As a result, household net worth surged by nearly $7 trillion to $130.2 trillion, up from $118.2 trillion at the end of 2019. That is a $12 trillion, or 10%, surge in just one year, and it was the worst year for the U.S. economy since the Great Depression.
Household liquid assets
From the standpoint of consumer spending, the appreciation in stocks and homes is relevant, but the wealth effect is modest. The rule of thumb historically was that households spend about a nickel of every dollar in wealth gain and hold on to the rest. After the experience of the Great Financial Crisis, the figure could be even lower. While the added wealth is supportive, it will have only a modest impact on spending.
Meanwhile, we have seen an unprecedented accumulation of liquid assets over the past year, the mirror image of the excess savings discussed above. Households as of December 31 held $3.2 trillion in checkable deposits and currency, a $2 trillion increase from the end of 2019. Add in another $600 billion in higher time and savings deposit holdings and a $200 billion rise in money market fund shares, and households have built their liquid asset holdings from $13.65 trillion at the end of 2019 to $16.49 trillion at the end of last year, a $2.85 trillion increase.
Add in another round of rebate checks, mostly saved, in January, and the larger round of payments now on the way, as well as renewed supplemental unemployment benefits, and an array of new funds approved this week, including a beefed-up child tax credit, and one can imagine that the stockpile of liquid assets could rise by another $1 trillion or more in the current quarter.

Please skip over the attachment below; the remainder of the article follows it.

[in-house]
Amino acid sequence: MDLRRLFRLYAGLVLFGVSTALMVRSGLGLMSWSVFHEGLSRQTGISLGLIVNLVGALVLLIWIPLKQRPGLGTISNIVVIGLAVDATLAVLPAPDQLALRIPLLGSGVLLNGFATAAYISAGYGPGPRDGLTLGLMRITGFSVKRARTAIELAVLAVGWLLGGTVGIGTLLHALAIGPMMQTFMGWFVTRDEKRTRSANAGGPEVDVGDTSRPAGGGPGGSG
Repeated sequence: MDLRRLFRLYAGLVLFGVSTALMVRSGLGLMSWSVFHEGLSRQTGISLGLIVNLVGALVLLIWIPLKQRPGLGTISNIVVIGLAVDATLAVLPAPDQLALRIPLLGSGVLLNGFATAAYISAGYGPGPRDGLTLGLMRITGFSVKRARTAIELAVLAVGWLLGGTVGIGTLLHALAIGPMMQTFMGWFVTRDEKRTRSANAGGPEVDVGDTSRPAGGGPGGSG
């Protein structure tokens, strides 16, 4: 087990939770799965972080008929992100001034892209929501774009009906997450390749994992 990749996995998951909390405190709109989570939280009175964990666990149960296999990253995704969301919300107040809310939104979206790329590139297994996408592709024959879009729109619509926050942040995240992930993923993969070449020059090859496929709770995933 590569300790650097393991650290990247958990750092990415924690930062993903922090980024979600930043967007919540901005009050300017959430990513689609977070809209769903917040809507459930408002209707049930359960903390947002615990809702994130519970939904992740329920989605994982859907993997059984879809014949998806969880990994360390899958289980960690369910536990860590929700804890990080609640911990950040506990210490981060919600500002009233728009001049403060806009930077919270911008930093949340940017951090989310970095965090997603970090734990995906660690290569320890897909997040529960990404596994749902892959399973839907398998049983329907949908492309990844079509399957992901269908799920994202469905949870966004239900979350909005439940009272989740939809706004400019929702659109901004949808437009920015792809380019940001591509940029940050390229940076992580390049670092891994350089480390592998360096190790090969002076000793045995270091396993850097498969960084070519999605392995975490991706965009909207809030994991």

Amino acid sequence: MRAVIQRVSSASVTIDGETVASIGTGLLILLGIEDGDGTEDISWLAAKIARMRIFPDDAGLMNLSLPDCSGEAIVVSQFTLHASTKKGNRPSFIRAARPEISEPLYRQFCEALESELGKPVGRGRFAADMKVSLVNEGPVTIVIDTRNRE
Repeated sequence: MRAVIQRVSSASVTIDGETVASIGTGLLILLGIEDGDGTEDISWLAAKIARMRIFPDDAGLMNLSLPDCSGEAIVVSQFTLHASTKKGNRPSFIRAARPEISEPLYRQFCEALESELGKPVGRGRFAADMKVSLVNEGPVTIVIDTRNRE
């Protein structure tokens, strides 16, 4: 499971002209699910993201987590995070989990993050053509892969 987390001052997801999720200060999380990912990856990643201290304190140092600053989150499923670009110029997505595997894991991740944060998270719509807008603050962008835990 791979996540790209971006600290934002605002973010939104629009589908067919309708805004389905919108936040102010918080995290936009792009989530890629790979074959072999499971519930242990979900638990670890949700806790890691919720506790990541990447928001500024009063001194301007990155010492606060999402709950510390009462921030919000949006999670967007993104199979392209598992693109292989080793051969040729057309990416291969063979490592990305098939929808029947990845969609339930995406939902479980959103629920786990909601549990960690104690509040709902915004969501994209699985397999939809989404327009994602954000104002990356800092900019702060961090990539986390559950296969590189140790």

When the economy opens up and fully vaccinated people start planning vacations, nice dinners out and tickets to a ballgame or a concert, they will have a massive pile of assets from which to pay for the rise in spending.
When Treasury yields backed up in February and early March, discussion immediately turned to the inevitable question of when it might begin to dampen economic growth. Many market participants were expecting Chair Powell to signal some new initiative or at a minimum some jawboning to push long-end yields back down. However, Powell and other Fed officials seemed strangely apathetic. They argued that the backup reflected an upgrade in the economic outlook of market participants, a view that they clearly agreed with.
The argument should go a step further. With households sitting on such a huge stockpile of dry powder—and businesses similarly flush after having borrowed heavily at rock-bottom rates over the past year—the economy is likely to be less affected by a rise in rates than it normally would because consumers are not going to need to borrow to spend. With the possible exception of housing, where almost all buyers will still need mortgages, a substantial backup in long-end rates should exert far less of a damper on the economy than would have been the case in prior business cycles. The Fed and the rest of us probably have far less to fear from a sharp rise in yields than might be generally presumed.